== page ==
Gov. Polis: More people in southern Colorado should get tested for COVID-19

El Paso, Pueblo counties have higher positivity rates than state average

Jared Polis and Betsy Markey
Gov. Jared Polis and Betsy Markey, executive director of the Colorado Office of Economic Development and International Trade, speak at a briefing on COVID-19 at Pueblo Community College on Sept. 1. (Faith Miller/Colorado Newsline)

For the first time, Gov. Jared Polis on Sept. 1 held his briefing on Colorado’s coronavirus response outside of the metro Denver area — at Pueblo Community College in Pueblo.

Polis, a Democrat, participated Tuesday in several events in Pueblo and, 40 miles to the north, Colorado Springs, touting new economic development projects and relief money in the area. But he also had another point to make to southern Coloradans.

“In southern Colorado … we can have better testing numbers,” Polis said at the briefing. He said El Paso and Pueblo counties have higher percentages of positive COVID-19 tests than the rest of the state.

“That’s not necessarily because there are more cases in Pueblo and El Paso County,” Polis said. “It’s because we have less data. Less people are being tested.”

Statewide, the test positivity rate was 2.86% for the week ending Aug. 31, according to the Colorado Department of Public Health and Environment. Around 5,800 people are being tested in Colorado each day.

El Paso County Public Health reports the county’s positivity rate was 3.74% for the week ending Aug. 31. Over the month of August, the average positivity rate was 4.52%.

Sarah Joseph, public information officer for the Pueblo Department of Public Health and Environment, said Pueblo County’s most recent numbers reflect a 2.3% positivity rate for the week ending Aug. 22. For the week beginning Aug. 23, the positivity rate was 6% — but that number doesn’t reflect the full week of data, which wasn’t available as of Sept. 2, Joseph said.

At the briefing, Polis gave positivity rates for El Paso and Pueblo counties at 4.2% and 4.7%, respectively. It wasn’t immediately clear why those rates were different than those recorded by the county health departments. Representatives from both counties said they weren’t sure what Polis’ numbers represented, though they could have been calculated using a different time frame than the typical seven-day average.

“We’re continually trying to lower it,” Joseph said of Pueblo County’s positivity rate. “We’re encouraging mask wearing in the community, and social distancing, and following the state guidelines and local (guidelines).”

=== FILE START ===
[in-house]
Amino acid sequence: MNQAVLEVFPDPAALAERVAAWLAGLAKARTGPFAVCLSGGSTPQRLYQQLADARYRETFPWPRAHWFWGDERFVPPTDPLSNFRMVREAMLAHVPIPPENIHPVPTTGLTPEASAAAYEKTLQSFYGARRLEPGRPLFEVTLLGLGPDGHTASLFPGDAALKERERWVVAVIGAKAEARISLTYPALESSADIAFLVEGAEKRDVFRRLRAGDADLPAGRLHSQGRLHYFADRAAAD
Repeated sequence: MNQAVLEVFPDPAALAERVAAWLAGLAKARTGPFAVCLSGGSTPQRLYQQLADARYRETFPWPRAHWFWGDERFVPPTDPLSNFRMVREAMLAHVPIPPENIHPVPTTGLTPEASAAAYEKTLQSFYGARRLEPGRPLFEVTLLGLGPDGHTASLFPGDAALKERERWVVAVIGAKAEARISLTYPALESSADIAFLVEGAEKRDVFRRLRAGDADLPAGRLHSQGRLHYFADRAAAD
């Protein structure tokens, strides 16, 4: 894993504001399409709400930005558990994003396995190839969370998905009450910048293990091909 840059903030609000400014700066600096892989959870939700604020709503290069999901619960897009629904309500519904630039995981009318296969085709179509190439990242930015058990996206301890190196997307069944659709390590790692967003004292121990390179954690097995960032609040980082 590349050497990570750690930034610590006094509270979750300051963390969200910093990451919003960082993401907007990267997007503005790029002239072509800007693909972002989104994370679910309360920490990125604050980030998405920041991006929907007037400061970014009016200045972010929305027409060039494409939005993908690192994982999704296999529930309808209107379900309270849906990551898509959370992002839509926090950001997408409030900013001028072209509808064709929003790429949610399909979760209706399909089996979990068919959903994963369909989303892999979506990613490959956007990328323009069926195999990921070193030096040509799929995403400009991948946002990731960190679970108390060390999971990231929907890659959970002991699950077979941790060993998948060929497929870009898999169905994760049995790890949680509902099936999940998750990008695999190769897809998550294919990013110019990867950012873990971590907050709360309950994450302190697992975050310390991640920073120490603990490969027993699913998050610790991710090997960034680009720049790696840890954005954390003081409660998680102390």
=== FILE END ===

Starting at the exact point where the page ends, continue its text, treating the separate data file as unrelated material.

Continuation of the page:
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According to CDPHE, both El Paso and Pueblo counties have a “medium” incidence rate, with between 10 and 50 new cases of COVID-19 per 100,000 people reported for the week ending Aug. 31. To the west and southwest of Pueblo County, respectively, less-populated Custer County and Costilla County have “high” incidence rates, with between 50 and 100 new cases per 100,000 people reported that same week. (Custer County’s population is around 5,000 and Costilla County’s is 3,900, according to U.S. Census Bureau estimates.)

Notably, while the number of tests per capita is generally considered an important component of effective pandemic response, health experts say it’s less critical than the positivity rate — which should stay below 5% before states and countries reopen businesses, the World Health Organization recommended.

According to Johns Hopkins University, which maintains data on coronavirus cases and tests around the world, “there is no expert consensus on a recommended target for the raw number of tests or even the rate of tests per capita.”

It adds that “despite having the highest rate of tests per capita, the U.S. faces the largest outbreak in the world and new cases continue to trend upwards in many states.”

Meanwhile, low positivity rates generally mean that enough people in a given region are getting tested to ensure health officials can monitor and contain outbreaks.

‘Free, quick and easy’

In recent weeks, the state has expanded community-based testing sites and contracted with new providers to speed up turnaround times.

Despite some early hiccups with the new rollouts, state officials maintain that more Coloradans should take advantage of the opportunity to get tested at these sites if they’re experiencing COVID-19 symptoms or believe they’ve been exposed to the coronavirus.

“As we recover, we want to make sure that it’s a statewide effort, which is why we’re focused on southern Colorado today — making sure that folks know and can take advantage of the free, quick available testing,” Polis said at the Sept. 1 briefing. “You get the results within a day or two, they’ll be texted right to you, and you’ll be in and out in 15 or 20 minutes.”

Someone who believes they’ve been exposed to the virus but doesn’t have symptoms should wait a week after exposure before getting tested, or they might get a false negative result, Polis said.

Both El Paso and Pueblo counties have drive-thru testing locations that are free and don’t require a doctor’s order or insurance.

El Paso County’s new community-based testing site at the Citadel Mall, in the parking lot south of JCPenney, is open Tuesday through Saturday from 10 a.m. to 7 p.m.

The Colorado State Fairgrounds testing site in Pueblo has temporarily moved to a parking lot at Arroyo and Acero avenues during the state fair, which runs through Sept. 7. The testing site recently expanded its hours. It’s now open 10 a.m. to 7 p.m. Monday through Friday, and on the second and fourth Saturday of each month, according to the Pueblo County health department.

For information on community-based testing locations throughout the state, visit 2-1-1 Colorado’s website.